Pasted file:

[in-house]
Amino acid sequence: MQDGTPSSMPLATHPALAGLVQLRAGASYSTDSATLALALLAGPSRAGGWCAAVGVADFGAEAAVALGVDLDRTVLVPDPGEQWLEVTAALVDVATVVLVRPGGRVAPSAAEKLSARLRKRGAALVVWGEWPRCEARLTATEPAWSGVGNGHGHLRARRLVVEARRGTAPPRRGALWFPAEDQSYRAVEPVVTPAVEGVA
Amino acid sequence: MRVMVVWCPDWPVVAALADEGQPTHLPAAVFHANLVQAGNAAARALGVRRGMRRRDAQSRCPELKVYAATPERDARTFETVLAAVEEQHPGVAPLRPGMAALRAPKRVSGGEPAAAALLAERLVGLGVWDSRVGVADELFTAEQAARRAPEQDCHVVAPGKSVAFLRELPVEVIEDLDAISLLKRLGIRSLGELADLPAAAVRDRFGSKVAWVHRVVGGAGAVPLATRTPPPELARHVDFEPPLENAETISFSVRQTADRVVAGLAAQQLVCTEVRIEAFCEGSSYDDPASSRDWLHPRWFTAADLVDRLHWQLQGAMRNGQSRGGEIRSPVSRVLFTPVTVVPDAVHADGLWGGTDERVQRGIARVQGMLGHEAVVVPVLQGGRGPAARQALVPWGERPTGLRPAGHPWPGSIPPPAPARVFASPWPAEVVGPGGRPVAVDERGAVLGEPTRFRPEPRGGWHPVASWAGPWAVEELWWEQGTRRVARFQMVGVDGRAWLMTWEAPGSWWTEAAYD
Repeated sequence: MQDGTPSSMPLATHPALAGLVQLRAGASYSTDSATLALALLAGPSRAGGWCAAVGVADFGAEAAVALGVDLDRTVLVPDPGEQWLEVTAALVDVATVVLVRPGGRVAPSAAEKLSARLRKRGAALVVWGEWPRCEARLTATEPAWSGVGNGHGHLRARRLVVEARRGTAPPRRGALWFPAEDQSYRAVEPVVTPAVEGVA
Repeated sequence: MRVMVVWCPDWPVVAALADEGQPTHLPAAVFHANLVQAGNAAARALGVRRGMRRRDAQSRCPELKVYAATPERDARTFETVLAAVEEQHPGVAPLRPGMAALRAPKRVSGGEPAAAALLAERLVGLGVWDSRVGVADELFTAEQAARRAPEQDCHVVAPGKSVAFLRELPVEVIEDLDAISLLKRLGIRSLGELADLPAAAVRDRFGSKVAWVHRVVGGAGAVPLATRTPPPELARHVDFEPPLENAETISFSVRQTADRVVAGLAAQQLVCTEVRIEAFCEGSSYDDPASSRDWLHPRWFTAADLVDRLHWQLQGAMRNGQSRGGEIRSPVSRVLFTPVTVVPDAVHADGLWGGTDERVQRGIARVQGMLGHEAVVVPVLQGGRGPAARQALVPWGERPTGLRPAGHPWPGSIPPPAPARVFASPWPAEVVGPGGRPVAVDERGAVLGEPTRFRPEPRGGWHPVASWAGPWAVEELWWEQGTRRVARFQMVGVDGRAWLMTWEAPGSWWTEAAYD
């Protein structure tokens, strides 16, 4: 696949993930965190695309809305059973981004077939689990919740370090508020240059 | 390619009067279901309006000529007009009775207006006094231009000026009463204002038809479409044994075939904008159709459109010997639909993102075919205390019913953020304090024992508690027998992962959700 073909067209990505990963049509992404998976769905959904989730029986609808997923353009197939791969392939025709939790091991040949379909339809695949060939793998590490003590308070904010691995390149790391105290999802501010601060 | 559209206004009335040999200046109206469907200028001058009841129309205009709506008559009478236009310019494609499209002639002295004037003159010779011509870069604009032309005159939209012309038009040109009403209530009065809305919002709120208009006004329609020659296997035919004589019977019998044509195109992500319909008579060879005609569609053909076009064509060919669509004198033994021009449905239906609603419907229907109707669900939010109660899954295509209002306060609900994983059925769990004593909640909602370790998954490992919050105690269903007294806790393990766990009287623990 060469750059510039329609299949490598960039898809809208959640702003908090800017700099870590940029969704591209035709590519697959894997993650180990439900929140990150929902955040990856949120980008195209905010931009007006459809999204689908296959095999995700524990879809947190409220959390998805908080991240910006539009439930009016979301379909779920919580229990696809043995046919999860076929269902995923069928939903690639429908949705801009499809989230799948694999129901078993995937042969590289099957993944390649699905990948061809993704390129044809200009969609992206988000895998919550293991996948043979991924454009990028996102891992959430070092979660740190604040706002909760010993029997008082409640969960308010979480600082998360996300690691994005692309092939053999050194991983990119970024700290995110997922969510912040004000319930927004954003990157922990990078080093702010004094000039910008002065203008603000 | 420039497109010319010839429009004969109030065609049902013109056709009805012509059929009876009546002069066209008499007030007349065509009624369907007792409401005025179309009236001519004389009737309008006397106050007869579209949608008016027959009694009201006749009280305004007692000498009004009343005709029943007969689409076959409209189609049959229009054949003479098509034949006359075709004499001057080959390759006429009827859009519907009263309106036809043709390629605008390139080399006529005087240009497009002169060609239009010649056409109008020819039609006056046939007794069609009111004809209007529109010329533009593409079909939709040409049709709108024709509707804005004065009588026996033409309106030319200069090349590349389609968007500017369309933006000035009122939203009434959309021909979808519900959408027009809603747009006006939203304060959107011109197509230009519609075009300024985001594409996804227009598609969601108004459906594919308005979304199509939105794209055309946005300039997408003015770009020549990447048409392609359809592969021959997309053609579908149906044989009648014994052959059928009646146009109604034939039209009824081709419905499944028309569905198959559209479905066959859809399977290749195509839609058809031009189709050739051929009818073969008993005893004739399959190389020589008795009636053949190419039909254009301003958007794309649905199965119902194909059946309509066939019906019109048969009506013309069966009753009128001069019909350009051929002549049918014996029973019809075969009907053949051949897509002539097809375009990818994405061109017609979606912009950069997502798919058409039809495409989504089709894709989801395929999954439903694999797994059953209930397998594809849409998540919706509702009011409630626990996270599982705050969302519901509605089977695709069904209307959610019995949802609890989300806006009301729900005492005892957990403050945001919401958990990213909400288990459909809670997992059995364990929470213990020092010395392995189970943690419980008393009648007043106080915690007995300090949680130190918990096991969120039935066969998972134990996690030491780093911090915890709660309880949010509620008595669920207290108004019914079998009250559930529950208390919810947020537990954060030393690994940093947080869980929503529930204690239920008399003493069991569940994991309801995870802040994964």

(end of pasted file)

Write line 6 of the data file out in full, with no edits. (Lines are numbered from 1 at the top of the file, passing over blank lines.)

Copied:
């Protein structure tokens, strides 16, 4: 696949993930965190695309809305059973981004077939689990919740370090508020240059 | 390619009067279901309006000529007009009775207006006094231009000026009463204002038809479409044994075939904008159709459109010997639909993102075919205390019913953020304090024992508690027998992962959700 073909067209990505990963049509992404998976769905959904989730029986609808997923353009197939791969392939025709939790091991040949379909339809695949060939793998590490003590308070904010691995390149790391105290999802501010601060 | 559209206004009335040999200046109206469907200028001058009841129309205009709506008559009478236009310019494609499209002639002295004037003159010779011509870069604009032309005159939209012309038009040109009403209530009065809305919002709120208009006004329609020659296997035919004589019977019998044509195109992500319909008579060879005609569609053909076009064509060919669509004198033994021009449905239906609603419907229907109707669900939010109660899954295509209002306060609900994983059925769990004593909640909602370790998954490992919050105690269903007294806790393990766990009287623990 060469750059510039329609299949490598960039898809809208959640702003908090800017700099870590940029969704591209035709590519697959894997993650180990439900929140990150929902955040990856949120980008195209905010931009007006459809999204689908296959095999995700524990879809947190409220959390998805908080991240910006539009439930009016979301379909779920919580229990696809043995046919999860076929269902995923069928939903690639429908949705801009499809989230799948694999129901078993995937042969590289099957993944390649699905990948061809993704390129044809200009969609992206988000895998919550293991996948043979991924454009990028996102891992959430070092979660740190604040706002909760010993029997008082409640969960308010979480600082998360996300690691994005692309092939053999050194991983990119970024700290995110997922969510912040004000319930927004954003990157922990990078080093702010004094000039910008002065203008603000 | 420039497109010319010839429009004969109030065609049902013109056709009805012509059929009876009546002069066209008499007030007349065509009624369907007792409401005025179309009236001519004389009737309008006397106050007869579209949608008016027959009694009201006749009280305004007692000498009004009343005709029943007969689409076959409209189609049959229009054949003479098509034949006359075709004499001057080959390759006429009827859009519907009263309106036809043709390629605008390139080399006529005087240009497009002169060609239009010649056409109008020819039609006056046939007794069609009111004809209007529109010329533009593409079909939709040409049709709108024709509707804005004065009588026996033409309106030319200069090349590349389609968007500017369309933006000035009122939203009434959309021909979808519900959408027009809603747009006006939203304060959107011109197509230009519609075009300024985001594409996804227009598609969601108004459906594919308005979304199509939105794209055309946005300039997408003015770009020549990447048409392609359809592969021959997309053609579908149906044989009648014994052959059928009646146009109604034939039209009824081709419905499944028309569905198959559209479905066959859809399977290749195509839609058809031009189709050739051929009818073969008993005893004739399959190389020589008795009636053949190419039909254009301003958007794309649905199965119902194909059946309509066939019906019109048969009506013309069966009753009128001069019909350009051929002549049918014996029973019809075969009907053949051949897509002539097809375009990818994405061109017609979606912009950069997502798919058409039809495409989504089709894709989801395929999954439903694999797994059953209930397998594809849409998540919706509702009011409630626990996270599982705050969302519901509605089977695709069904209307959610019995949802609890989300806006009301729900005492005892957990403050945001919401958990990213909400288990459909809670997992059995364990929470213990020092010395392995189970943690419980008393009648007043106080915690007995300090949680130190918990096991969120039935066969998972134990996690030491780093911090915890709660309880949010509620008595669920207290108004019914079998009250559930529950208390919810947020537990954060030393690994940093947080869980929503529930204690239920008399003493069991569940994991309801995870802040994964």